YouTube's Cracking Down on 'Bad Actors' Exploiting Site

YouTube CEO promises more moderation to prevent 'bad actors' from 'exploiting our openness'

YouTube to beef up staff, algorithms policing content

"I've also seen up-close that there can be another, more troubling, side of YouTube's openness", Wojcicki wrote.

In a post to YouTube's creator blog, CEO Susan Wojcicki admitted that the company has a problem, and that it needed to be "more accurate" in regards to the content it financially endorses.

YouTube plans to hire more people to scour its website for violent videos after reports about disturbing footage on its app for children surfaced last month, prompting a slew of advertisers to abandon the site.

YouTube CEO Susan Wojcicki says the video-sharing site will increase the number of employees reviewing content on the site to more than 10,000 in 2018.

YouTube addressed the issue this week, saying it has reviewed almost 2 million videos for violent, extreme content and removed more than 150,000 of those videos since June - largely with the help of its "machine-learning technology" that can identify problematic videos.

Wojicki says that YouTube has learned some valuable lessons from its efforts to stamp out extremist content. They contend that computers - learning from the example of humans - are the answer. The company says that 98 percent of the videos it removes are flagged by its algorithms and that 70 percent of violent extremist content is taken down within eight hours of being posted.

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Wojcicki says that over the a year ago, YouTube has invested in new systems that combat inappropriate videos, updated its policies on what content can appear on the platform and established new machine-learning technology that can enforce those policies. Since YouTube laid out new policies aimed at curbing extremist videos on the platform after the London Bridge attacks in June, the company said its machines have improved at catching extremist videos shortly after they were uploaded.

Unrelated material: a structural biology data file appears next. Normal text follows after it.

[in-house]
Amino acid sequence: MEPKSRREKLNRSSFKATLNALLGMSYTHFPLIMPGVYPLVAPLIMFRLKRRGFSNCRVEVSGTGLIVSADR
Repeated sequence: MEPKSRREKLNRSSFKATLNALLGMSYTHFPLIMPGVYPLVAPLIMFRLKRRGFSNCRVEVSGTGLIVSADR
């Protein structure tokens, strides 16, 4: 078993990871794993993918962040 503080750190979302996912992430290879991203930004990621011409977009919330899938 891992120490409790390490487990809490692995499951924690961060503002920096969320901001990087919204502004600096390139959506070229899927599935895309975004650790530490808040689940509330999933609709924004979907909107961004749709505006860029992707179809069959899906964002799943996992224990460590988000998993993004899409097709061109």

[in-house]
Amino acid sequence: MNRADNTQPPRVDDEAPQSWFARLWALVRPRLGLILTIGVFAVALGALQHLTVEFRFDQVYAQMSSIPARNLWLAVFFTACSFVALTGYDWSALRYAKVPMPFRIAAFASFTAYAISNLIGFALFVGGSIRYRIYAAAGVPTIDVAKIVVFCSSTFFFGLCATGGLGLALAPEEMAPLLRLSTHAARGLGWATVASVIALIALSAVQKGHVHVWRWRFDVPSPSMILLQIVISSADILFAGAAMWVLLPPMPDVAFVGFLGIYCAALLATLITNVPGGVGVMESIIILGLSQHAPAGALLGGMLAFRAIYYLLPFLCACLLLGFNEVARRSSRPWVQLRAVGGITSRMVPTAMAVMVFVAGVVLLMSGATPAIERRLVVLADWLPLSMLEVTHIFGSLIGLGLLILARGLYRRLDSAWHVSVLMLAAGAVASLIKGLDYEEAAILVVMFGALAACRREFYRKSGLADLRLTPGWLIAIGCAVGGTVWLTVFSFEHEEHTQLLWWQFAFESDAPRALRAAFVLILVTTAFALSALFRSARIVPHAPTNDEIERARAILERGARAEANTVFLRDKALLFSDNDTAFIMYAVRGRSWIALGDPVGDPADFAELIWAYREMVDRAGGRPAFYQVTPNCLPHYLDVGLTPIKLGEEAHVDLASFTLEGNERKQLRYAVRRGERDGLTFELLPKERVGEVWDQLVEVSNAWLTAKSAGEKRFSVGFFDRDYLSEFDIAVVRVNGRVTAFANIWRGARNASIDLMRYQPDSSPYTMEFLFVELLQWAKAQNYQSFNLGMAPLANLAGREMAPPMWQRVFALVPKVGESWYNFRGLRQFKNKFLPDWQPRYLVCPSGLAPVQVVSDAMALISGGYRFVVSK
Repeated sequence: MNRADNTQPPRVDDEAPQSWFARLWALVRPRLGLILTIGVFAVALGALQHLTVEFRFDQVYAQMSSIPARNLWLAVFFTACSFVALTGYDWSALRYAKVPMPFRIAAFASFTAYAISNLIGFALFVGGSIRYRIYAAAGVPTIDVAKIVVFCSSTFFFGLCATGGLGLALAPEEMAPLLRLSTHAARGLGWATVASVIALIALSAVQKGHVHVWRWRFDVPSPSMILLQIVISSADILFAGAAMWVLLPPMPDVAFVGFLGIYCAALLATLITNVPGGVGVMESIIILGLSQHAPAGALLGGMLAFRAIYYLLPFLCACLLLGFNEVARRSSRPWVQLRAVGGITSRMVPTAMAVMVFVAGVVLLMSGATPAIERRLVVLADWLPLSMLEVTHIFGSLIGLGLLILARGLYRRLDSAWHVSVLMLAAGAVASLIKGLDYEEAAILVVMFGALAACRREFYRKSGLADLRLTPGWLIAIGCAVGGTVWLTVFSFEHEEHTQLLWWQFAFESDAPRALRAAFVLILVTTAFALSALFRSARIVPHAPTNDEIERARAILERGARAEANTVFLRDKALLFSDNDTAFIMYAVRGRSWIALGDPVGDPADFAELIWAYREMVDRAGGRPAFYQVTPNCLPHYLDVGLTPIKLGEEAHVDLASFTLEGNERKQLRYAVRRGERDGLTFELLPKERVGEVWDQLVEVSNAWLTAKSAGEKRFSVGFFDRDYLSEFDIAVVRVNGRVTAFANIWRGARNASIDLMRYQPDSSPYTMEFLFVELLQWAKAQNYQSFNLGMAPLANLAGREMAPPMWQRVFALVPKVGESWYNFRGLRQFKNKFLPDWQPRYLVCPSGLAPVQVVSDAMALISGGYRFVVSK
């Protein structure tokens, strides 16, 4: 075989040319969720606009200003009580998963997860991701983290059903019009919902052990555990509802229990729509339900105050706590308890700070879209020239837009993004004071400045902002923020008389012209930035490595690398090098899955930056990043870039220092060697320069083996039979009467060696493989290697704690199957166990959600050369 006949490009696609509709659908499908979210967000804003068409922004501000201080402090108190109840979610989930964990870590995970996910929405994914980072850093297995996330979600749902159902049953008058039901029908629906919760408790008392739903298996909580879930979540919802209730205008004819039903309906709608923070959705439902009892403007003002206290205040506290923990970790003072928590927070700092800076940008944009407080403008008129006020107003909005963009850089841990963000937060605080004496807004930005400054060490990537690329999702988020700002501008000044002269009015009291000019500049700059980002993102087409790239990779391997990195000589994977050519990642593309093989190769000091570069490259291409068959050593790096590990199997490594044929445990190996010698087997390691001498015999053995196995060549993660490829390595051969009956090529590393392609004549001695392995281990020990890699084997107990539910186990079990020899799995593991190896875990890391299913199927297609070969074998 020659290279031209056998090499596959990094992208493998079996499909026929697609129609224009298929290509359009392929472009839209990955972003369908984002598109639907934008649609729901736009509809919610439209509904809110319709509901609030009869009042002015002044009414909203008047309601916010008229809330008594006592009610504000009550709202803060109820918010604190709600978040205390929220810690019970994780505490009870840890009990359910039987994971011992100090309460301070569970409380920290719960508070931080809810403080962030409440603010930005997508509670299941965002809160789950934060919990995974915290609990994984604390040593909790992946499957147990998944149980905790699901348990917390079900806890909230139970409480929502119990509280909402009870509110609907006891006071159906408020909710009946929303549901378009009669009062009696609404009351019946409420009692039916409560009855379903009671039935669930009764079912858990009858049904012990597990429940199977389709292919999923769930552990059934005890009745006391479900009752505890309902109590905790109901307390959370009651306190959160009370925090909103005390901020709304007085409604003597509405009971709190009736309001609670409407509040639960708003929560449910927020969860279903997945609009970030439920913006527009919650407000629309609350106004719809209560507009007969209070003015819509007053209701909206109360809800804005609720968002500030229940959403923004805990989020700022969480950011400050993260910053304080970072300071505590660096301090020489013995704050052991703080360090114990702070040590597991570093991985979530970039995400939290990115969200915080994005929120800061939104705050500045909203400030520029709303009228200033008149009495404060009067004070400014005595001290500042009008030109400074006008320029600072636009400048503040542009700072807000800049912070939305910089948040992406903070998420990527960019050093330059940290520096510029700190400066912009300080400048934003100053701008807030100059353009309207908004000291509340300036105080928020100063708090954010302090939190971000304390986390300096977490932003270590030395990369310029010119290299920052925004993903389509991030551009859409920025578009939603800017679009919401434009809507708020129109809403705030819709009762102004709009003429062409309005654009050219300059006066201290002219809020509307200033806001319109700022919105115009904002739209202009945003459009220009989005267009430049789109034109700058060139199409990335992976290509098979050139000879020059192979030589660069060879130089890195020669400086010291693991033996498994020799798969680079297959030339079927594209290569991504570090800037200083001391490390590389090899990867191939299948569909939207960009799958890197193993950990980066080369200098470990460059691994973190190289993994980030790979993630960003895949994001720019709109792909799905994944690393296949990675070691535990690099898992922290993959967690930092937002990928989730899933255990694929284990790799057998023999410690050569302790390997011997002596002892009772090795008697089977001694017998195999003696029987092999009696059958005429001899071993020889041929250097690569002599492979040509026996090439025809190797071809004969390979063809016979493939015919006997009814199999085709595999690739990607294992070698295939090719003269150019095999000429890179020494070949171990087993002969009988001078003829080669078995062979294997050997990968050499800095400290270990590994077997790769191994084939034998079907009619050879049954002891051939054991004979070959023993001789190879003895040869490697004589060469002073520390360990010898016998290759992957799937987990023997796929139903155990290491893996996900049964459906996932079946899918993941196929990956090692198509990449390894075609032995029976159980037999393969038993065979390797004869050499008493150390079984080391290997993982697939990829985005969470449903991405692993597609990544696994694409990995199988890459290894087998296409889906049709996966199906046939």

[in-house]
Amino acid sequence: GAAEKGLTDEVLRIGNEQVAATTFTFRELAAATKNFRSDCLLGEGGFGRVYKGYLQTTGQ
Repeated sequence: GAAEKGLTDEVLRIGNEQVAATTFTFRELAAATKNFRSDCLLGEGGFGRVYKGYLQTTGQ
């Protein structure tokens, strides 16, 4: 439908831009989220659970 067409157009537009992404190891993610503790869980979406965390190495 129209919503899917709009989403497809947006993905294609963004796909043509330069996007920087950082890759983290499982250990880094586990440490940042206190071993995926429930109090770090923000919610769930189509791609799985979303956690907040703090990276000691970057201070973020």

Creators are nonplussed with the announcement, though, criticising YouTube for taking too long to focus on a serious issue.

But many creators have not been thriving.

Finally, Google has seen big advertisers leave the platform twice this year, once following a Wall Street Journal report about marketing from major brands playing next to hate speech and extremism, and a second time after a report highlighted how ads were running beside videos that were rife with creepy comments from pedophiles.

When it comes to advertising, YouTube said it would take a "new approach". And reports from this summer indicated that nearly all the big brands that had spoken out have since returned.

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